7 Body weight Exercises For Runners To Keep Damage-Free

Running is an excellent sport. It’s good for your heart, for maintaining weight, for energy, and even for living longer. But it will also get you injured — if all you do is run. Strong muscles are important, giving you the strength to propel yourself forward with each step and to protect your joints in the meantime. Which muscle? Your core, one of them. “A strong core is the foundation for safe, efficient and comfortable movement while running,” says Christine Luff, certified personal trainer, running coach, and owner/founder Run for Good. “A solid core also helps stabilize your spine as you run, which can help prevent a wide variety of injuries, from low back pain to knee problems to leg problems.” What’s more, a strong core increases running efficiency, says Luff, which helps your overall running performance.

But it’s not just about your core. “A lot of runners have weak glutes and a lot of the strength comes from that area, so it’s really beneficial to develop strength there,” adds Luff. Your quads and hamstrings are key (obviously), as are your chest and arm muscles — often referred to as your second set of legs at mile 20 in a marathon. (The theory: Powerful pumping of your upper limbs back and forth sends physiological cues to your lower body to follow suit.)

With that in mind, we’ve created an ideal bodyweight workout for runners. It’s heavy on the core, with a few added exercises to build overall strength in the areas runners rely most on. “A 15-20 minute routine two to three times a week is enough to reap the benefits,” says Luff, who recommends doing this exercise on non-running days to get the most out of the workout.

Movement: Front And Side Board

Why you want it: “Plans hit a lot of muscles at once, so it’s a very effective and efficient exercise,” says Luff.

Method: Start in an extended push-up position, then lower to your elbows. Engage your core and keep your body in a long, straight line (not sagging or climbing the hips). Hold for 60 seconds. Transfer your weight to your right leg and elbow and rotate your left hip and shoulder toward the ceiling. Let your left arm drop off the floor and lift it up into the sky. Stack your left foot on top of your right foot so that your entire body is facing forward in a long line. Hold 60 seconds. Repeat on the opposite side.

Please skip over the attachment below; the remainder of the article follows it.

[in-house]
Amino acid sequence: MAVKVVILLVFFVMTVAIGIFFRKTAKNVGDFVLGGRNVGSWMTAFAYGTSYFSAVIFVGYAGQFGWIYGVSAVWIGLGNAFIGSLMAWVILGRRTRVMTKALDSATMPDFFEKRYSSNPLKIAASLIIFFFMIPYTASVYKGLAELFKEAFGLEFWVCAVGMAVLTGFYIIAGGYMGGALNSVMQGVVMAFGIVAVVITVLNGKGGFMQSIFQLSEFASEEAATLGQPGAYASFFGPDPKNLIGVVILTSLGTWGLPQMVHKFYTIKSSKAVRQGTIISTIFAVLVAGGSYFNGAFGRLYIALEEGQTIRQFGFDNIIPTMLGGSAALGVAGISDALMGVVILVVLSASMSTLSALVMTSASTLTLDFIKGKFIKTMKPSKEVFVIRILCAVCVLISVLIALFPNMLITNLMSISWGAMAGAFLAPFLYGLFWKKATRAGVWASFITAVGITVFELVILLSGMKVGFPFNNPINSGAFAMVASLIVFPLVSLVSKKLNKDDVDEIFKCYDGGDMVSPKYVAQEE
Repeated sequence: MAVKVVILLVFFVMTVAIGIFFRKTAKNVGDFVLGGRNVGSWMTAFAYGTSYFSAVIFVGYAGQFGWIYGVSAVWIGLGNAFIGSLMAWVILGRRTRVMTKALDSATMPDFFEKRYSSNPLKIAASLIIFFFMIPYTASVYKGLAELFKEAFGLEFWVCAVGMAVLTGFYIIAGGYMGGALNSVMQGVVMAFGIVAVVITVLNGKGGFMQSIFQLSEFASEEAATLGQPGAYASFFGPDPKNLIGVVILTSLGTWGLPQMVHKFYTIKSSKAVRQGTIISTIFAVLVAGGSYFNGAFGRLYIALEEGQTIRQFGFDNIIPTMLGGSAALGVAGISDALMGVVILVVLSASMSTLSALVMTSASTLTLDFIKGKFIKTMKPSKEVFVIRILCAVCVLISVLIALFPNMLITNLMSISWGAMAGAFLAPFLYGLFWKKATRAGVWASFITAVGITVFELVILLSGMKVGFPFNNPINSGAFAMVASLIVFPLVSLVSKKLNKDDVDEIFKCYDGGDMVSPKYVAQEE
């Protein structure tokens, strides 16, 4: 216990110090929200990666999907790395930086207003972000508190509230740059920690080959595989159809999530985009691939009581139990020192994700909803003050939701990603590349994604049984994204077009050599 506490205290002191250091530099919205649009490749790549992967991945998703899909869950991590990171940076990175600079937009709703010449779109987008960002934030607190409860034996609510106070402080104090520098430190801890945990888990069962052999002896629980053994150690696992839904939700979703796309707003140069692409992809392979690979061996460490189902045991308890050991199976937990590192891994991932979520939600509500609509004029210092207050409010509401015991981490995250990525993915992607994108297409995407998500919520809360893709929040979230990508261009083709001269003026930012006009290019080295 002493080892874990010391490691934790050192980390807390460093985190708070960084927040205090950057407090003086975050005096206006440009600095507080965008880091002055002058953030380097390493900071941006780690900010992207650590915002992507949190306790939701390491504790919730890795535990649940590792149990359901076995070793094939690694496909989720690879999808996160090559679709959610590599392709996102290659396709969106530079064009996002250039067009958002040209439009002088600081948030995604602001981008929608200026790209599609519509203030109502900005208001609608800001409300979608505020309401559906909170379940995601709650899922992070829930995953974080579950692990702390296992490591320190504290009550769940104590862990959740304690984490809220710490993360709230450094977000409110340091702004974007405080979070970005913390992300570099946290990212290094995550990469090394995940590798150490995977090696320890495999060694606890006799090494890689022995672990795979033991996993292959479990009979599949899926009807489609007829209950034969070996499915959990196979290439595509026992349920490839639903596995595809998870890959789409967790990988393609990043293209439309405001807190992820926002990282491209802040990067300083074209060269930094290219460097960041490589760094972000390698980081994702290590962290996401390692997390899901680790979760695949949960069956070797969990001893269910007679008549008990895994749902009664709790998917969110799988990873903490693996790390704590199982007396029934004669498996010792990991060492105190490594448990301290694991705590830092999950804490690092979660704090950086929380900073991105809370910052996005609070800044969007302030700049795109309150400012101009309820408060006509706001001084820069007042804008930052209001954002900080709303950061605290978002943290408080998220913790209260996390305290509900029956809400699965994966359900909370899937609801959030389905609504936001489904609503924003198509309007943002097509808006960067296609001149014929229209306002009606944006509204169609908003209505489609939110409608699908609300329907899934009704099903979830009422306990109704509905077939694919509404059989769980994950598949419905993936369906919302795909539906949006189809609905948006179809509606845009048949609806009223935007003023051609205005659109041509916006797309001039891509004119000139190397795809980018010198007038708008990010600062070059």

How many: One board in each position.

Movement: Lunge and Lift

Why you want it: Work your glutes, quads, and hammies in one motion that hits all the muscles you need to land, raise your legs forward, extend your gait, and push as you run.

Method: Stand straight with feet together. Take a big step forward with your right foot, bend your right knee and let your back (left) knee almost touch the ground. Keeping your weight forward, push your left toes, straighten your right knee, and allow your left leg to swing forward until your left thigh is parallel to the floor, left knee bent. Pause for a moment, then take a big step forward with your left foot and repeat.

How many: 10 lunges on each side x 2 sets

Movement: Hip Bridge

Why you want it: This move works your glutes and hamstrings along with your core.

Method: Lie on your back, knees bent, feet flat on the floor, arms at your sides. Tighten your glutes and lift your hips off the floor until your body forms a straight line from your knees to your neck. Hold for 20 seconds, then relax. “There are variations too—you can stick one leg out and hold it, for example,” says Luff.

How many: 8 x 20 seconds

Movement: Run Sit-Ups

Why you want it: This movement, which engages the core and psoas muscles, mimics the movement you use to lift your leg while running.

Method: Lie on your back, arms by your sides, legs straightened. Sit down and as you do so, bend your right knee and left elbow, lifting them toward your midline. Align them as you like back down. Repeat on the opposite side.

How many: 20 reps x 2 sets

Movement: Wood Piece Stand

Why you want it: “Some people really hate floor work for the belly,” says Luff. “It’s good that it gets a lot of core muscles involved.” Bonus: Your pecs, biceps and triceps come into action too.

Method: Grab a water jug ​​or small heavy box with both hands. Stand with feet hip-width apart and stagger, left foot slightly in front of right. Keeping your arms straight, rotate your torso and hips to the left and raise your arms over your left shoulder. Let your right foot rotate to the left. Next, rotate your torso and hips to the right, lowering your arms outside your right hip (bend your right knee for stability if necessary). Repeat.

How many: 15 to the left; 15 to the right x 2 sets

Movement: Single Leg Alphabet

Why you want it: This exercise works your core, improves your balance, and improves your ankle dexterity and mobility — key to running but often overlooked.

Method: Stand straight with your feet together, arms by your sides. Keeping your legs straight, lift your left leg a few inches off the floor in front of your body. Engage your core to maintain balance as you begin tracing the letters of the alphabet in the air with your left foot. Work your way up from AZ, then switch legs and repeat with your right leg.

How many: One full alphabet on each side

Movement: Jug Swing

Why you want it: Adding resistance while pumping your arms builds the strength in the muscles you need to cross the finish line in style.

Method: Take a jug of water in each hand. Stand with your feet shoulder-width apart, bend your elbows and begin to pump your arms back and forth as fast as you can for one minute, making sure you complete the forward and backward swings.

How many: Count how much you did in 60 seconds; rest 30 seconds. Repeat two more times, each time trying to make a few more swings in a 60 second fight.

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